Astro Bob: See 5 planets line up after sunset

Five planets form a line in the western sky the next few nights. Here's how to find them.

Venus at dusk
Venus is the one planet you'll find with ease this week. Mars is no problem either. But the remaining three — Jupiter, Mercury and Uranus — will take more effort and good timing.
Contributed / Bob King

Planets are like kids. They like running around. And when you get a group of them together they turn into a force of nature. This week five of the planets will gather in the western sky shortly after sundown and compel some people to look up. If you're one of them, read on.

Timing and location are important. You'll need a place with an unobstructed view to the west and to be out watching between 25 and 40 minutes after sunset. If you arrive an hour after sunset, Mercury and Jupiter will have set already. Find your local sunset time with and plan accordingly. For many of us, the sun goes down around 7:30, so 8 p.m. is a good ballpark estimate of when to watch. Also, be sure to bring binoculars.

5 planets
Five planets form a line in the western sky a half-hour or so after sunset on Tuesday night, March 28. The faintest, Uranus, I left as an open circle because you'll need binoculars to spot it. You'll also need binoculars to see Mercury and Jupiter. While both are bright planets, they're close to the horizon and fight twilight. Jupiter will become much more difficult to spot later in the week and soon leave the scene, while the other planets will stick around for some time.
Contributed / Bob King

Now face west. Venus should be obvious about 30 degrees (three fists) high straight in front of you. Compared to the other planets it's a brilliant bull's-eye. Next, take your binoculars and carefully focus Venus to a point. Then put the planet off to the left side of the center of view and slowly lower the binoculars towards the horizon. Just before you "hit bottom" you should see two "stars" fighting the bright glow of twilight. The lower one is Jupiter and the upper one Mercury.

On March 28, they'll be just 1.5 degrees apart and fit in the same field of view. Jupiter is departing the evening sky, while Mercury is just now entering it. By early April it will much easier to see when it climbs higher above the horizon.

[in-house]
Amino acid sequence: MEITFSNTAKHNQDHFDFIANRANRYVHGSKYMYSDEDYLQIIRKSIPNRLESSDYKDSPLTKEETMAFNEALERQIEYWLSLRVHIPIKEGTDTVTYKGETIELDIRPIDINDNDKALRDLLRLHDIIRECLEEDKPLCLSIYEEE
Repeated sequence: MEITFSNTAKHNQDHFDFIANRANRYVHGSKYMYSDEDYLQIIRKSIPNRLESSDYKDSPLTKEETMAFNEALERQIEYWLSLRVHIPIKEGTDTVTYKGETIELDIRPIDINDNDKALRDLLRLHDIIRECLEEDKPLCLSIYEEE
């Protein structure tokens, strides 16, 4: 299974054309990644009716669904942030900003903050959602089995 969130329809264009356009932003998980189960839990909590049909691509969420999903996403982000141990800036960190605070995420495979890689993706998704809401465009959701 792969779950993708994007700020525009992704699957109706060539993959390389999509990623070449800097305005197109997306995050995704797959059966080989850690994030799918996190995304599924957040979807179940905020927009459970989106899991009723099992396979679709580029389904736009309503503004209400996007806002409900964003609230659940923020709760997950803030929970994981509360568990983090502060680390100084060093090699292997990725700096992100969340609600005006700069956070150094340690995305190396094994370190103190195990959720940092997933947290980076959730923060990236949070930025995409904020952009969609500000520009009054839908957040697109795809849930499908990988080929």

Jupiter, Moon and Venus
On March 23, 2023 Venus paired with the crescent moon at dusk while Jupiter shone very low in the twilight glow. Mercury and Jupiter will appear just 1.5° apart similarly close to the horizon on March 28.
Contributed / Bob King

Let's see. That's three planets. Time to take a break and wait for the sky to darken. Starting around 8:30-9 p.m. (in late twilight) find dazzling Venus again. Then tilt your head back and look five fists above and left of the planet to spot reddish Mars. On Tuesday night, March 28, the half-moon will make itself useful and guide you directly to the Red Planet — Mars sits just a few degrees below and right of the moon.


Venus passes Uranus
Over the next few nights you can watch Venus approach and then pass Uranus. Use binoculars and look near the end of twilight when Venus is still easy visible at the same time the sky is mostly dark. I connected the stars in the vicinity of the planet into a sort of smiley face to help you find it. Uranus sits at one end of the smile.
Contributed / Stellarium with additions by Bob King

Just as the moon helped us find Mars, Venus will guide us to Uranus. But you'll need to know exactly where to look so you can tell the planet apart from several similarly bright stars nearby. From March 28-31, Uranus and Venus will appear together in the same binocular field of view. Just aim and focus on Venus, and use the map to pinpoint Uranus. On March 28, Venus and Uranus are 2.5 degrees apart. Their separation shrinks to a minimum of 1.2 degrees on March 30 and then increases to 2 degrees on March 31.

Venus and Uranus March 26 2023 B S.jpg
Venus shines near Uranus on March 26 as seen through a 150mm telephoto lens. Venus is nearly 10,000 times brighter than the distant planet.
Contributed / Bob King

Uranus moves up and to the east during this time just like Venus but because it's almost 2 billion miles (3 billion km) away, it barely budges from a binocular standpoint.

While you'll have to do spread your observing over two shifts — one shortly after sunset and another during late twilight — I'm confident that with clear skies you'll see all five of the planets playing their favorite game — hide-and-seek.

"Astro" Bob King is a freelance writer and retired photographer for the Duluth News Tribune. You can reach him at
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